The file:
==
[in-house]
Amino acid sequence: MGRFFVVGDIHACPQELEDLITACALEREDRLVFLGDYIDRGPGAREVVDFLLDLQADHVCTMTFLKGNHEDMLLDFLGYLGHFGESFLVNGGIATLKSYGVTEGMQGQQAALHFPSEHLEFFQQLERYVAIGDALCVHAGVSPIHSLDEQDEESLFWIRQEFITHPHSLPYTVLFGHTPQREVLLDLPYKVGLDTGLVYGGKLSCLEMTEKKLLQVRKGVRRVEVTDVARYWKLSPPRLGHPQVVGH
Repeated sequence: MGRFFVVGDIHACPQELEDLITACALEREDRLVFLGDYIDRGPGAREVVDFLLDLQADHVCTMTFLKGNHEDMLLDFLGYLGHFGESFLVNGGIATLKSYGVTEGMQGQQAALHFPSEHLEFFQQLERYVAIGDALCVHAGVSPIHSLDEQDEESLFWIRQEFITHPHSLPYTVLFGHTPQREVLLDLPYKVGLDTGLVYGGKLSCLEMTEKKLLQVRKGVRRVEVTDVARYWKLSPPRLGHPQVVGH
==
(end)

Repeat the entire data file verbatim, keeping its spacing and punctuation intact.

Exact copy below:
[in-house]
Amino acid sequence: MGRFFVVGDIHACPQELEDLITACALEREDRLVFLGDYIDRGPGAREVVDFLLDLQADHVCTMTFLKGNHEDMLLDFLGYLGHFGESFLVNGGIATLKSYGVTEGMQGQQAALHFPSEHLEFFQQLERYVAIGDALCVHAGVSPIHSLDEQDEESLFWIRQEFITHPHSLPYTVLFGHTPQREVLLDLPYKVGLDTGLVYGGKLSCLEMTEKKLLQVRKGVRRVEVTDVARYWKLSPPRLGHPQVVGH
Repeated sequence: MGRFFVVGDIHACPQELEDLITACALEREDRLVFLGDYIDRGPGAREVVDFLLDLQADHVCTMTFLKGNHEDMLLDFLGYLGHFGESFLVNGGIATLKSYGVTEGMQGQQAALHFPSEHLEFFQQLERYVAIGDALCVHAGVSPIHSLDEQDEESLFWIRQEFITHPHSLPYTVLFGHTPQREVLLDLPYKVGLDTGLVYGGKLSCLEMTEKKLLQVRKGVRRVEVTDVARYWKLSPPRLGHPQVVGH